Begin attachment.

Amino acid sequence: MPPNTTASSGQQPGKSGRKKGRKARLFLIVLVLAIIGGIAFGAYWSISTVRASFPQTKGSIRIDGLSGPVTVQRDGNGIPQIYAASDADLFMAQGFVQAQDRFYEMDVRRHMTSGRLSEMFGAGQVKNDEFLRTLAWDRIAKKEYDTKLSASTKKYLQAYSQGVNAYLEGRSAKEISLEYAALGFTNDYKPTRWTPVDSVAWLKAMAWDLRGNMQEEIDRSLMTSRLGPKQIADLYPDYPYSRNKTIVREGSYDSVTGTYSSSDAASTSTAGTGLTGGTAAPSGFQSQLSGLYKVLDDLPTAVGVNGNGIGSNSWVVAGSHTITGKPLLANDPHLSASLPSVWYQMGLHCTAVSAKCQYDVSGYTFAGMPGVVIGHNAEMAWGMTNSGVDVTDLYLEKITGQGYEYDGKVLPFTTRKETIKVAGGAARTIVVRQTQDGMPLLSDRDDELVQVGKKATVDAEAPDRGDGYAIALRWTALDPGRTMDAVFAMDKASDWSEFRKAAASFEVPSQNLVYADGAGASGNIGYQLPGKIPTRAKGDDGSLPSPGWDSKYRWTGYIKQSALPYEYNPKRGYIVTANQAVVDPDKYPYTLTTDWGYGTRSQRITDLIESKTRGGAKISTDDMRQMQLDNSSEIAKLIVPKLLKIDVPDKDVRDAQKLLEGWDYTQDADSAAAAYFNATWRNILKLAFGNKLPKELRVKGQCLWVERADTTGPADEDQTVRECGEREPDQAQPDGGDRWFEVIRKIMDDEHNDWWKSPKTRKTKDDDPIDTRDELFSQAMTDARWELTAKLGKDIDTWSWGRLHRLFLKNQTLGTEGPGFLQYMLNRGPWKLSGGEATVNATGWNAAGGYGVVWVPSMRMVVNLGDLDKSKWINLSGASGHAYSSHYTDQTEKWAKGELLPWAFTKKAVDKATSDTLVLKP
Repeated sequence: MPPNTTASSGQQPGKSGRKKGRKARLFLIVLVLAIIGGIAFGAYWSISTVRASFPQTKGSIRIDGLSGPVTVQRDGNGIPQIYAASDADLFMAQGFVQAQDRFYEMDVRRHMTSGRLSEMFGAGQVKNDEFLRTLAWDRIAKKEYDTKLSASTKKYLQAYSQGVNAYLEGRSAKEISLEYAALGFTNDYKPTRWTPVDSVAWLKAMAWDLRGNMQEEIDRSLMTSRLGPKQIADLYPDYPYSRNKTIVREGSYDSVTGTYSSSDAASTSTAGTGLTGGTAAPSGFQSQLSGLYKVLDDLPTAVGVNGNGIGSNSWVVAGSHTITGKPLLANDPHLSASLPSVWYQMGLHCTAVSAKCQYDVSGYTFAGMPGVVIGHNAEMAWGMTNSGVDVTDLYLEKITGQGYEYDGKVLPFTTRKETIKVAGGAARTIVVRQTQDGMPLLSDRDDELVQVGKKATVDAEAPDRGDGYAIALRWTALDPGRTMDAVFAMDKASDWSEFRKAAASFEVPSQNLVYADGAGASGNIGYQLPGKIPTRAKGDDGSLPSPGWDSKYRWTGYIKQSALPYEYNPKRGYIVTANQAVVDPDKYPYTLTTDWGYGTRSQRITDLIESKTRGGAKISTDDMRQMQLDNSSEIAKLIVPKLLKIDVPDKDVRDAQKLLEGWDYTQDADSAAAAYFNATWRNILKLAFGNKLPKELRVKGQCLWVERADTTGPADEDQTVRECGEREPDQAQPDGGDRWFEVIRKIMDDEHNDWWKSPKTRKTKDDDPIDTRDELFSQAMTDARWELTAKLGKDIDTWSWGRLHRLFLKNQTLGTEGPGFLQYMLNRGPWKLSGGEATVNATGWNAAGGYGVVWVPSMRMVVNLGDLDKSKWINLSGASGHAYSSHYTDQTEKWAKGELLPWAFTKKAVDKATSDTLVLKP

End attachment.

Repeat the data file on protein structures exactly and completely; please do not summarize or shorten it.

Amino acid sequence: MPPNTTASSGQQPGKSGRKKGRKARLFLIVLVLAIIGGIAFGAYWSISTVRASFPQTKGSIRIDGLSGPVTVQRDGNGIPQIYAASDADLFMAQGFVQAQDRFYEMDVRRHMTSGRLSEMFGAGQVKNDEFLRTLAWDRIAKKEYDTKLSASTKKYLQAYSQGVNAYLEGRSAKEISLEYAALGFTNDYKPTRWTPVDSVAWLKAMAWDLRGNMQEEIDRSLMTSRLGPKQIADLYPDYPYSRNKTIVREGSYDSVTGTYSSSDAASTSTAGTGLTGGTAAPSGFQSQLSGLYKVLDDLPTAVGVNGNGIGSNSWVVAGSHTITGKPLLANDPHLSASLPSVWYQMGLHCTAVSAKCQYDVSGYTFAGMPGVVIGHNAEMAWGMTNSGVDVTDLYLEKITGQGYEYDGKVLPFTTRKETIKVAGGAARTIVVRQTQDGMPLLSDRDDELVQVGKKATVDAEAPDRGDGYAIALRWTALDPGRTMDAVFAMDKASDWSEFRKAAASFEVPSQNLVYADGAGASGNIGYQLPGKIPTRAKGDDGSLPSPGWDSKYRWTGYIKQSALPYEYNPKRGYIVTANQAVVDPDKYPYTLTTDWGYGTRSQRITDLIESKTRGGAKISTDDMRQMQLDNSSEIAKLIVPKLLKIDVPDKDVRDAQKLLEGWDYTQDADSAAAAYFNATWRNILKLAFGNKLPKELRVKGQCLWVERADTTGPADEDQTVRECGEREPDQAQPDGGDRWFEVIRKIMDDEHNDWWKSPKTRKTKDDDPIDTRDELFSQAMTDARWELTAKLGKDIDTWSWGRLHRLFLKNQTLGTEGPGFLQYMLNRGPWKLSGGEATVNATGWNAAGGYGVVWVPSMRMVVNLGDLDKSKWINLSGASGHAYSSHYTDQTEKWAKGELLPWAFTKKAVDKATSDTLVLKP
Repeated sequence: MPPNTTASSGQQPGKSGRKKGRKARLFLIVLVLAIIGGIAFGAYWSISTVRASFPQTKGSIRIDGLSGPVTVQRDGNGIPQIYAASDADLFMAQGFVQAQDRFYEMDVRRHMTSGRLSEMFGAGQVKNDEFLRTLAWDRIAKKEYDTKLSASTKKYLQAYSQGVNAYLEGRSAKEISLEYAALGFTNDYKPTRWTPVDSVAWLKAMAWDLRGNMQEEIDRSLMTSRLGPKQIADLYPDYPYSRNKTIVREGSYDSVTGTYSSSDAASTSTAGTGLTGGTAAPSGFQSQLSGLYKVLDDLPTAVGVNGNGIGSNSWVVAGSHTITGKPLLANDPHLSASLPSVWYQMGLHCTAVSAKCQYDVSGYTFAGMPGVVIGHNAEMAWGMTNSGVDVTDLYLEKITGQGYEYDGKVLPFTTRKETIKVAGGAARTIVVRQTQDGMPLLSDRDDELVQVGKKATVDAEAPDRGDGYAIALRWTALDPGRTMDAVFAMDKASDWSEFRKAAASFEVPSQNLVYADGAGASGNIGYQLPGKIPTRAKGDDGSLPSPGWDSKYRWTGYIKQSALPYEYNPKRGYIVTANQAVVDPDKYPYTLTTDWGYGTRSQRITDLIESKTRGGAKISTDDMRQMQLDNSSEIAKLIVPKLLKIDVPDKDVRDAQKLLEGWDYTQDADSAAAAYFNATWRNILKLAFGNKLPKELRVKGQCLWVERADTTGPADEDQTVRECGEREPDQAQPDGGDRWFEVIRKIMDDEHNDWWKSPKTRKTKDDDPIDTRDELFSQAMTDARWELTAKLGKDIDTWSWGRLHRLFLKNQTLGTEGPGFLQYMLNRGPWKLSGGEATVNATGWNAAGGYGVVWVPSMRMVVNLGDLDKSKWINLSGASGHAYSSHYTDQTEKWAKGELLPWAFTKKAVDKATSDTLVLKP